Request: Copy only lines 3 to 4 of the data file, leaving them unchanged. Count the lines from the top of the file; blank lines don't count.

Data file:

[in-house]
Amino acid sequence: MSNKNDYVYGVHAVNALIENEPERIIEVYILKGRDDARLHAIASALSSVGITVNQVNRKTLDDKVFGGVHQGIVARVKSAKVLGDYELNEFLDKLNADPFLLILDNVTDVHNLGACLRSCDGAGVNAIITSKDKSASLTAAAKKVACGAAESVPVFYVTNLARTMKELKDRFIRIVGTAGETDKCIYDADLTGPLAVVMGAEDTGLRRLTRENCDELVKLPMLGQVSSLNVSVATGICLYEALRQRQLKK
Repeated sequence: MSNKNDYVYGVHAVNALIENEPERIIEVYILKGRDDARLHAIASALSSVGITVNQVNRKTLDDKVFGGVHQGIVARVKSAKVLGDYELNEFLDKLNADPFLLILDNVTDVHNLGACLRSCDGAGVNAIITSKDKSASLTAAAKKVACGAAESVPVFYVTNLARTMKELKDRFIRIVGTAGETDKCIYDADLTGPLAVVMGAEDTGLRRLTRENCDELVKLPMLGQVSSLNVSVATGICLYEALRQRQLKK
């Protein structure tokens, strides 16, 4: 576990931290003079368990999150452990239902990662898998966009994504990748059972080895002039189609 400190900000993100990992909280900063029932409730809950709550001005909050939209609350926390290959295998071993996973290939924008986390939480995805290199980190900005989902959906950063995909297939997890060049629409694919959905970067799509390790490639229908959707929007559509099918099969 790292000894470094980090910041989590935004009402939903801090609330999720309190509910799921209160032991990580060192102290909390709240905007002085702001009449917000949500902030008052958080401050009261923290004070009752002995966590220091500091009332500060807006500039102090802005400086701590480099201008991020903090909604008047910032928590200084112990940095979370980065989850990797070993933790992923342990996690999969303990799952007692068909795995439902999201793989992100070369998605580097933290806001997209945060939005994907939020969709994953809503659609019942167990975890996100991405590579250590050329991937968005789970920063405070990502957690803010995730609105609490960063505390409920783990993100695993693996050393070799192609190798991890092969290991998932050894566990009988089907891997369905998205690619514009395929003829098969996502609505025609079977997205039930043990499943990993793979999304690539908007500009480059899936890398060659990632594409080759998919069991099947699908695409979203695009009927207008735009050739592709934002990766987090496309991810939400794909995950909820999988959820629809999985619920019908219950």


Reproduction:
Repeated sequence: MSNKNDYVYGVHAVNALIENEPERIIEVYILKGRDDARLHAIASALSSVGITVNQVNRKTLDDKVFGGVHQGIVARVKSAKVLGDYELNEFLDKLNADPFLLILDNVTDVHNLGACLRSCDGAGVNAIITSKDKSASLTAAAKKVACGAAESVPVFYVTNLARTMKELKDRFIRIVGTAGETDKCIYDADLTGPLAVVMGAEDTGLRRLTRENCDELVKLPMLGQVSSLNVSVATGICLYEALRQRQLKK
């Protein structure tokens, strides 16, 4: 576990931290003079368990999150452990239902990662898998966009994504990748059972080895002039189609 400190900000993100990992909280900063029932409730809950709550001005909050939209609350926390290959295998071993996973290939924008986390939480995805290199980190900005989902959906950063995909297939997890060049629409694919959905970067799509390790490639229908959707929007559509099918099969 790292000894470094980090910041989590935004009402939903801090609330999720309190509910799921209160032991990580060192102290909390709240905007002085702001009449917000949500902030008052958080401050009261923290004070009752002995966590220091500091009332500060807006500039102090802005400086701590480099201008991020903090909604008047910032928590200084112990940095979370980065989850990797070993933790992923342990996690999969303990799952007692068909795995439902999201793989992100070369998605580097933290806001997209945060939005994907939020969709994953809503659609019942167990975890996100991405590579250590050329991937968005789970920063405070990502957690803010995730609105609490960063505390409920783990993100695993693996050393070799192609190798991890092969290991998932050894566990009988089907891997369905998205690619514009395929003829098969996502609505025609079977997205039930043990499943990993793979999304690539908007500009480059899936890398060659990632594409080759998919069991099947699908695409979203695009009927207008735009050739592709934002990766987090496309991810939400794909995950909820999988959820629809999985619920019908219950």